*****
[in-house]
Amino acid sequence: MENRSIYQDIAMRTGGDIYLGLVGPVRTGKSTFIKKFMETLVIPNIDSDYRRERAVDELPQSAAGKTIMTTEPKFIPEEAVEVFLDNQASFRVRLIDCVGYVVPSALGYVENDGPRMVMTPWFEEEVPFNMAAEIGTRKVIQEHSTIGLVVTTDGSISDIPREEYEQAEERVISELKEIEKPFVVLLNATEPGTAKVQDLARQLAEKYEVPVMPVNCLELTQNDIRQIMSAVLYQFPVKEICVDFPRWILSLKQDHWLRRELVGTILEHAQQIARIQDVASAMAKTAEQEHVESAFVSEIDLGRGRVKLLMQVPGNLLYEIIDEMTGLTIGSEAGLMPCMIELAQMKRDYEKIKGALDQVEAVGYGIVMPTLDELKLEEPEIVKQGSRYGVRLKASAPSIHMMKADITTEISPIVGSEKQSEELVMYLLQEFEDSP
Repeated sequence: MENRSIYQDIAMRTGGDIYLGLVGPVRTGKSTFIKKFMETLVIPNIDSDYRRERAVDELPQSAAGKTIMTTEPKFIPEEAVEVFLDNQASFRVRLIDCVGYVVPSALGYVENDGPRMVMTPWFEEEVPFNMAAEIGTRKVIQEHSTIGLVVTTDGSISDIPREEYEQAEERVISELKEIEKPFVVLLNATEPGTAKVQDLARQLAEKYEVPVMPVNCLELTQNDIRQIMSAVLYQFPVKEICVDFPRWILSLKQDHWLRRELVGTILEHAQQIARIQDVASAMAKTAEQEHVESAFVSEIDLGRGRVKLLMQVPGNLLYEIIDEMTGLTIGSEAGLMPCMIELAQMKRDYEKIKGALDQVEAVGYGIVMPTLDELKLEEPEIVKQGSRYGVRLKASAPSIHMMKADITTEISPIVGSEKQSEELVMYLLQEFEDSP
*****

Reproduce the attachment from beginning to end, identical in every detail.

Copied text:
[in-house]
Amino acid sequence: MENRSIYQDIAMRTGGDIYLGLVGPVRTGKSTFIKKFMETLVIPNIDSDYRRERAVDELPQSAAGKTIMTTEPKFIPEEAVEVFLDNQASFRVRLIDCVGYVVPSALGYVENDGPRMVMTPWFEEEVPFNMAAEIGTRKVIQEHSTIGLVVTTDGSISDIPREEYEQAEERVISELKEIEKPFVVLLNATEPGTAKVQDLARQLAEKYEVPVMPVNCLELTQNDIRQIMSAVLYQFPVKEICVDFPRWILSLKQDHWLRRELVGTILEHAQQIARIQDVASAMAKTAEQEHVESAFVSEIDLGRGRVKLLMQVPGNLLYEIIDEMTGLTIGSEAGLMPCMIELAQMKRDYEKIKGALDQVEAVGYGIVMPTLDELKLEEPEIVKQGSRYGVRLKASAPSIHMMKADITTEISPIVGSEKQSEELVMYLLQEFEDSP
Repeated sequence: MENRSIYQDIAMRTGGDIYLGLVGPVRTGKSTFIKKFMETLVIPNIDSDYRRERAVDELPQSAAGKTIMTTEPKFIPEEAVEVFLDNQASFRVRLIDCVGYVVPSALGYVENDGPRMVMTPWFEEEVPFNMAAEIGTRKVIQEHSTIGLVVTTDGSISDIPREEYEQAEERVISELKEIEKPFVVLLNATEPGTAKVQDLARQLAEKYEVPVMPVNCLELTQNDIRQIMSAVLYQFPVKEICVDFPRWILSLKQDHWLRRELVGTILEHAQQIARIQDVASAMAKTAEQEHVESAFVSEIDLGRGRVKLLMQVPGNLLYEIIDEMTGLTIGSEAGLMPCMIELAQMKRDYEKIKGALDQVEAVGYGIVMPTLDELKLEEPEIVKQGSRYGVRLKASAPSIHMMKADITTEISPIVGSEKQSEELVMYLLQEFEDSP